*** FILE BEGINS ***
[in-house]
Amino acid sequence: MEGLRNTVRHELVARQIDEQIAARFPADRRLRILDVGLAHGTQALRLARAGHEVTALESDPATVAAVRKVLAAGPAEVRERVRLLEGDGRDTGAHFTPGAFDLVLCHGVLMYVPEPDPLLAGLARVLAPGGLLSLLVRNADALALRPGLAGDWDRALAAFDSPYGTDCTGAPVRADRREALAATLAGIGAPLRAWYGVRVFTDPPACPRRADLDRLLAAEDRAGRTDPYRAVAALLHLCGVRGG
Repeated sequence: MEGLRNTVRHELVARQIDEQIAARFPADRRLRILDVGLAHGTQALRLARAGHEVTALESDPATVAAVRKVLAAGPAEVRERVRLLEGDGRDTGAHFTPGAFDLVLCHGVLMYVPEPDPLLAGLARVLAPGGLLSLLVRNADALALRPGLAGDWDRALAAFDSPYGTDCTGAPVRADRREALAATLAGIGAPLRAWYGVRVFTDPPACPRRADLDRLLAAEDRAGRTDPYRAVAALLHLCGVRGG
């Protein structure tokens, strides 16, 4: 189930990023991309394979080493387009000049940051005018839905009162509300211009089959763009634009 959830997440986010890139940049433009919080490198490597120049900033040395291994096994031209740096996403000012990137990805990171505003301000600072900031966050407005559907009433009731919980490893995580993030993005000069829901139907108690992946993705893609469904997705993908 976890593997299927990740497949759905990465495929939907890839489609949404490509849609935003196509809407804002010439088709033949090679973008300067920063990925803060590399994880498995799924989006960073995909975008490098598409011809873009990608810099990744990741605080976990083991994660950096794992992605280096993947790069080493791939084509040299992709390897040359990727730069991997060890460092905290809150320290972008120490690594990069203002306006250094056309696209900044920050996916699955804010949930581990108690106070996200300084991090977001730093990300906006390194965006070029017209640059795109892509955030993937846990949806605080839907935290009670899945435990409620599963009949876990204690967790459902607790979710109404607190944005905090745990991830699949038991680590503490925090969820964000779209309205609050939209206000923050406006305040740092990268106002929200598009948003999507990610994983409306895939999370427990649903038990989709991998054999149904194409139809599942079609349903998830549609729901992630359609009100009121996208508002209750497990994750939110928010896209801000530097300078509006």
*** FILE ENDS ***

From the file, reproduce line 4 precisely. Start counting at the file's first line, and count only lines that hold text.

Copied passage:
């Protein structure tokens, strides 16, 4: 189930990023991309394979080493387009000049940051005018839905009162509300211009089959763009634009 959830997440986010890139940049433009919080490198490597120049900033040395291994096994031209740096996403000012990137990805990171505003301000600072900031966050407005559907009433009731919980490893995580993030993005000069829901139907108690992946993705893609469904997705993908 976890593997299927990740497949759905990465495929939907890839489609949404490509849609935003196509809407804002010439088709033949090679973008300067920063990925803060590399994880498995799924989006960073995909975008490098598409011809873009990608810099990744990741605080976990083991994660950096794992992605280096993947790069080493791939084509040299992709390897040359990727730069991997060890460092905290809150320290972008120490690594990069203002306006250094056309696209900044920050996916699955804010949930581990108690106070996200300084991090977001730093990300906006390194965006070029017209640059795109892509955030993937846990949806605080839907935290009670899945435990409620599963009949876990204690967790459902607790979710109404607190944005905090745990991830699949038991680590503490925090969820964000779209309205609050939209206000923050406006305040740092990268106002929200598009948003999507990610994983409306895939999370427990649903038990989709991998054999149904194409139809599942079609349903998830549609729901992630359609009100009121996208508002209750497990994750939110928010896209801000530097300078509006």